LPN Carla Files has found a home at Tuttle Care Center.


by Bobby Anderson – Writer/Photographer

Having a father with multiple health problems taught Carla Files, LPN, a lot of things.
She saw first-hand what multiple disease processes can do to an individual. She saw the toll it can take on a family.
But ultimately, through it all, she found her calling in life.
“He had a lot of health problems,” Files said unfolding the story of her father’s health issues. “At times we would do wound vacs at the house and IVs.”
Files learned how to start an IV even before she set foot in a nursing classroom.
By the time she even cracked her first textbook she had already had a crash course in nursing.
Files nursed her father through diabetes, a kidney transplant, open heart surgery and home dialysis.
It was through this process that Files decided she wanted to go into nursing.
Files received her nursing training at Platt College.
Tuttle Care Center is home to around 30 residents. It’s the only place Files has ever worked as a nurse.
Before nursing, she worked in a variety of jobs but never found that fulfillment she was looking for.
“I’m a late bloomer,” said Files, who entered nursing school at 40.
Entering nursing school, she found herself in a classroom with a lot of young girls. She never batted an eye.
“I graduated at the top of my class,” she said. “A lot of people I went to school with asked me to help them out. I caught on real fast. I had my family’s support and that’s one thing you have to have. If you don’t have it you’re not going to make it, especially if you have kids.”
On a whim, Files came into Tuttle Care Center one day and asked if they were hiring. The center was and she was encouraged to fill out an application.
Her interview was scheduled and she was hired on the spot by the director of nursing.
The Tuttle native embarked on 12-hour shifts for the first time and was trained by two different nurses over the course of two weeks.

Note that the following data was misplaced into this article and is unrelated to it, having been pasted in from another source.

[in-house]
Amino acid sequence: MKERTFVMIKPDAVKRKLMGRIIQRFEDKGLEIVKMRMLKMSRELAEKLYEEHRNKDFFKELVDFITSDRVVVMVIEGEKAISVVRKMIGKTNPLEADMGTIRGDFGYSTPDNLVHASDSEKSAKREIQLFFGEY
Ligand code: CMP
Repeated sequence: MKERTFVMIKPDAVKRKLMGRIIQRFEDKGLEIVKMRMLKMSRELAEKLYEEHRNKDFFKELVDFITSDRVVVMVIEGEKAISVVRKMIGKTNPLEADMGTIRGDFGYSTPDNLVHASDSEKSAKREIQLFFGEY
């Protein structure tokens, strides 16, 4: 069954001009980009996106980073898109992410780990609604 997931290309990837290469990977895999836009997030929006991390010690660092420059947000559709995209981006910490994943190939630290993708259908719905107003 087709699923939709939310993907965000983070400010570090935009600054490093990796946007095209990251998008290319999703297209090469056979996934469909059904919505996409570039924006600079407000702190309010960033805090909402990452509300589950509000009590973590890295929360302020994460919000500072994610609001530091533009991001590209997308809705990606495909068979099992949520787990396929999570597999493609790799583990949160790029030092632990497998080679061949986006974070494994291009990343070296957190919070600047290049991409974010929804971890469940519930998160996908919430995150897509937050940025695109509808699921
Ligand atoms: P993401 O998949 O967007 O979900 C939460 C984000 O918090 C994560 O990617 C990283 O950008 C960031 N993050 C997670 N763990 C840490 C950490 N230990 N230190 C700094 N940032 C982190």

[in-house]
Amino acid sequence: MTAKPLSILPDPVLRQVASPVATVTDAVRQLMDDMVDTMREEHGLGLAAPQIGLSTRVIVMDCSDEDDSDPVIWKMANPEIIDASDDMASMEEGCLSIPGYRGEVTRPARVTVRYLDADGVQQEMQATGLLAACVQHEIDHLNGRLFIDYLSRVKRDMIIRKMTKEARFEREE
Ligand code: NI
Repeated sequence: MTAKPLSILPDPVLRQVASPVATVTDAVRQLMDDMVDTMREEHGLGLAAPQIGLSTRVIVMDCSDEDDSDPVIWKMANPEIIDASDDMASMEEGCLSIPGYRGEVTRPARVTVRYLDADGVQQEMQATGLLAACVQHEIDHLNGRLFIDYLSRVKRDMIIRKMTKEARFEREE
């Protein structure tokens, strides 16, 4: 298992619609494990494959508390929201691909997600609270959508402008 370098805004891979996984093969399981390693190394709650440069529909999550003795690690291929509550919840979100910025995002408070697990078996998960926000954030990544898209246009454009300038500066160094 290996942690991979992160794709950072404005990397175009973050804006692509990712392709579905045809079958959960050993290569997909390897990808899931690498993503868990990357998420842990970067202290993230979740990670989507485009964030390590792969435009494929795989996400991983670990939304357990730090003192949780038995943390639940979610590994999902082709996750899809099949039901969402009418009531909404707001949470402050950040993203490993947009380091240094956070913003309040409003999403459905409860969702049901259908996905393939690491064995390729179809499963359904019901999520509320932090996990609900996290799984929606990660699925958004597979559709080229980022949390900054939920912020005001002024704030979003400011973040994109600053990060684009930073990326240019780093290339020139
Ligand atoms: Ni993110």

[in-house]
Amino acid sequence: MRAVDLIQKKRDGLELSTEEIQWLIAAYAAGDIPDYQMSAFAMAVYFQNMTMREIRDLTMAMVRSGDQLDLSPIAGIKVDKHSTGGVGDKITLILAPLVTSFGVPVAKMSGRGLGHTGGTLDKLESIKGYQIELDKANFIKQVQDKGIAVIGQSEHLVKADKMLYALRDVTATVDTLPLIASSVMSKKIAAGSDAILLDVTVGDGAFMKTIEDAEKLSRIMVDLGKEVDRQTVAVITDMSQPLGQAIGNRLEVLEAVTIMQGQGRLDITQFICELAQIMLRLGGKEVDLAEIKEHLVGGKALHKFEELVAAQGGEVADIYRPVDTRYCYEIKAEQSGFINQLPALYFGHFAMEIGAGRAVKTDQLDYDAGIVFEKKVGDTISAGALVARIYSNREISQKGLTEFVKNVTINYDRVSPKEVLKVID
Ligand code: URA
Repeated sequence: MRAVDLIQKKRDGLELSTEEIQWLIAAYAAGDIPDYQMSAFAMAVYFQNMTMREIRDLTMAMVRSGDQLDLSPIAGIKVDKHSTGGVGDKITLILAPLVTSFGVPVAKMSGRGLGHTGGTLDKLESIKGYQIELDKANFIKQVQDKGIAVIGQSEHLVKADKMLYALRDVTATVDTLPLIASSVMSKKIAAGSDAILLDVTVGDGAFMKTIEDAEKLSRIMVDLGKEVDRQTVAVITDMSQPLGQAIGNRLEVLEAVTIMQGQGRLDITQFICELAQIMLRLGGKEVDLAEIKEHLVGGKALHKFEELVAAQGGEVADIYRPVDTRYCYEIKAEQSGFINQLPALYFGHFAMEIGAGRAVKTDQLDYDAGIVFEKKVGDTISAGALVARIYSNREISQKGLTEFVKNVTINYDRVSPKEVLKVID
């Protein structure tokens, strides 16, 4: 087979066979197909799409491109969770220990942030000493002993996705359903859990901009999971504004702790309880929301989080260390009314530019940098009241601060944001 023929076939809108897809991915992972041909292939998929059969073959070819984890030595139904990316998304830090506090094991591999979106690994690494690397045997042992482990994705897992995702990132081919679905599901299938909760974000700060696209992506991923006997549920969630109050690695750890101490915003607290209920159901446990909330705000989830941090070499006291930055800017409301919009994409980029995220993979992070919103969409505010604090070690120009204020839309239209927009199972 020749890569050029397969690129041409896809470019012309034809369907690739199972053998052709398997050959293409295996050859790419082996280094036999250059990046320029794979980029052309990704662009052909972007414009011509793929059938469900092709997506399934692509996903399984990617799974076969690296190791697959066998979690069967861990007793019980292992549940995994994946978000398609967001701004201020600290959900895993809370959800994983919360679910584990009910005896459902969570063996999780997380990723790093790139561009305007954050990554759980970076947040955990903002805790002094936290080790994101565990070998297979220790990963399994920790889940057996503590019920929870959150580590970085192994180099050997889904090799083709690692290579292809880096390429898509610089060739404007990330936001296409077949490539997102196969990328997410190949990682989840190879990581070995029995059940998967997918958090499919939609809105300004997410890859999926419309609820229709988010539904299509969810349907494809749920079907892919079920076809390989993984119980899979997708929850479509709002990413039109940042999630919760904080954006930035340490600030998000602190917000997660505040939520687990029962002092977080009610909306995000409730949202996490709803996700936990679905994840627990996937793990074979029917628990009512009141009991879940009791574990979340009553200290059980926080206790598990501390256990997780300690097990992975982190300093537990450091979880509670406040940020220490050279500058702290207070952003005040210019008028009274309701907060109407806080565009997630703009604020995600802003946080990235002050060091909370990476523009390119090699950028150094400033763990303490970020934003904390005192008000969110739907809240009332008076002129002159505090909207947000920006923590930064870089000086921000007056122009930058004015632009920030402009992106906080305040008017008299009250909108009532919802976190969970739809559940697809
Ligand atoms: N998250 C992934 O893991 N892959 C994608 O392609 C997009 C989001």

She immediately went to nights and although she initially struggled, she settled into her new schedule. She even went to days and then came back to nights because she missed it so much.
One of the best parts is she lives only 10 blocks away.
“I like it. I really do. It just takes me a minute to get here and I don’t have to fight traffic,” she said with a smile.
Files grew up a Tuttle Tiger. She’s lived in the community since she was 11. She adores her role.
“I get to meet new people for one thing. I get to help them and I get to teach them,” she said. “I get to meet their families and get to teach them about the diagnosis and treatments.”
With barely 6,000 residents, Files is bound to run into patients’ family members. Working nights, she’s insulated to a point.
“We don’t have very many visitors (in the middle of the night),” she said with a laugh. “On nights, I’m the main boss. There’s no one overlooking me. I enjoy that position.”
That autonomy is another one of the perks she enjoys while working with a pair of CNAs at night.
Files is also participating in a unique study focused on aging.
Tuttle Care Center is one of four nursing homes in the state involved in a 12-week evidence-based fall prevention study organized by the Fran and Earl Ziegler OU College of Nursing.
The study, entitled It’s Not OK to Fall, is led by Diana L. Studevant, PhD, GCNS-BC, APRN and Teri Round, BSN, MS, RN, BC-NE.
Nursing is at the forefront of the study, which seeks to implement new ways to keep residents from falling.
It’s a proactive approach to falls prevention that center Administrator Lisa Childree feels could make a tremendous impact on nursing in our state.
Working her her father prepared Files for nursing in ways she never could have imagined.
Files’ father was diagnosed as diabetic at 37. She said he attended classes but never took care of himself like he should.
He passed away while Files was in nursing school.
“He had been sick so long. I’m just glad he’s not suffering,” she said.
Now she’s part of a staff that makes sure residents receive the care they need on a daily basis.
“The staff here is great,” she said. “They give 110 percent taking care of these residents. It’s family.”
And Files has been taking care of family way longer than the 10 years she’s been in nursing.